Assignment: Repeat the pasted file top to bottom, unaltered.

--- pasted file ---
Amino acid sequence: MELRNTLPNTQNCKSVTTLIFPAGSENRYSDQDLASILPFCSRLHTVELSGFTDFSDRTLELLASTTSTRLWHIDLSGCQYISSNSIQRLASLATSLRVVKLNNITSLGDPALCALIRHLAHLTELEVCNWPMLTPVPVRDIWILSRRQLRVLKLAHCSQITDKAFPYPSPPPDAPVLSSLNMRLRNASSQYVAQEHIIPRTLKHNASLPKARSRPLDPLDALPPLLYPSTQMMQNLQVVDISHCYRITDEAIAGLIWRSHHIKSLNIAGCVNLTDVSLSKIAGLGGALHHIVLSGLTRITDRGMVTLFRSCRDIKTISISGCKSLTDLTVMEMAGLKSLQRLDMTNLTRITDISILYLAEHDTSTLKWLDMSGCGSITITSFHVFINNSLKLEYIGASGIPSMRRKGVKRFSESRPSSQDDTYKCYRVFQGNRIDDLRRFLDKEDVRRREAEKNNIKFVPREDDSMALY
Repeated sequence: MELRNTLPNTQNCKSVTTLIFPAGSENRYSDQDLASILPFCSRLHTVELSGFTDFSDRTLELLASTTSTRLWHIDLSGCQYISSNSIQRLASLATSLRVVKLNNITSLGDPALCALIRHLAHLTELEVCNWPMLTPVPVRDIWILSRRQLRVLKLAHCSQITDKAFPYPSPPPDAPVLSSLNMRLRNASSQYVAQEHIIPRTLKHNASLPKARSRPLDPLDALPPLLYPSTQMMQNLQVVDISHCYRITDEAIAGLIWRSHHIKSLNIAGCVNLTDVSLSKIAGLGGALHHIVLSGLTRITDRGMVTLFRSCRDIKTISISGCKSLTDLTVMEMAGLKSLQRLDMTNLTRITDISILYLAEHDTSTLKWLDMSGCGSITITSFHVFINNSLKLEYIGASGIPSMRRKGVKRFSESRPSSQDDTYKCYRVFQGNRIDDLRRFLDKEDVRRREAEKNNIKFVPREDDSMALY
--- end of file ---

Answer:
Amino acid sequence: MELRNTLPNTQNCKSVTTLIFPAGSENRYSDQDLASILPFCSRLHTVELSGFTDFSDRTLELLASTTSTRLWHIDLSGCQYISSNSIQRLASLATSLRVVKLNNITSLGDPALCALIRHLAHLTELEVCNWPMLTPVPVRDIWILSRRQLRVLKLAHCSQITDKAFPYPSPPPDAPVLSSLNMRLRNASSQYVAQEHIIPRTLKHNASLPKARSRPLDPLDALPPLLYPSTQMMQNLQVVDISHCYRITDEAIAGLIWRSHHIKSLNIAGCVNLTDVSLSKIAGLGGALHHIVLSGLTRITDRGMVTLFRSCRDIKTISISGCKSLTDLTVMEMAGLKSLQRLDMTNLTRITDISILYLAEHDTSTLKWLDMSGCGSITITSFHVFINNSLKLEYIGASGIPSMRRKGVKRFSESRPSSQDDTYKCYRVFQGNRIDDLRRFLDKEDVRRREAEKNNIKFVPREDDSMALY
Repeated sequence: MELRNTLPNTQNCKSVTTLIFPAGSENRYSDQDLASILPFCSRLHTVELSGFTDFSDRTLELLASTTSTRLWHIDLSGCQYISSNSIQRLASLATSLRVVKLNNITSLGDPALCALIRHLAHLTELEVCNWPMLTPVPVRDIWILSRRQLRVLKLAHCSQITDKAFPYPSPPPDAPVLSSLNMRLRNASSQYVAQEHIIPRTLKHNASLPKARSRPLDPLDALPPLLYPSTQMMQNLQVVDISHCYRITDEAIAGLIWRSHHIKSLNIAGCVNLTDVSLSKIAGLGGALHHIVLSGLTRITDRGMVTLFRSCRDIKTISISGCKSLTDLTVMEMAGLKSLQRLDMTNLTRITDISILYLAEHDTSTLKWLDMSGCGSITITSFHVFINNSLKLEYIGASGIPSMRRKGVKRFSESRPSSQDDTYKCYRVFQGNRIDDLRRFLDKEDVRRREAEKNNIKFVPREDDSMALY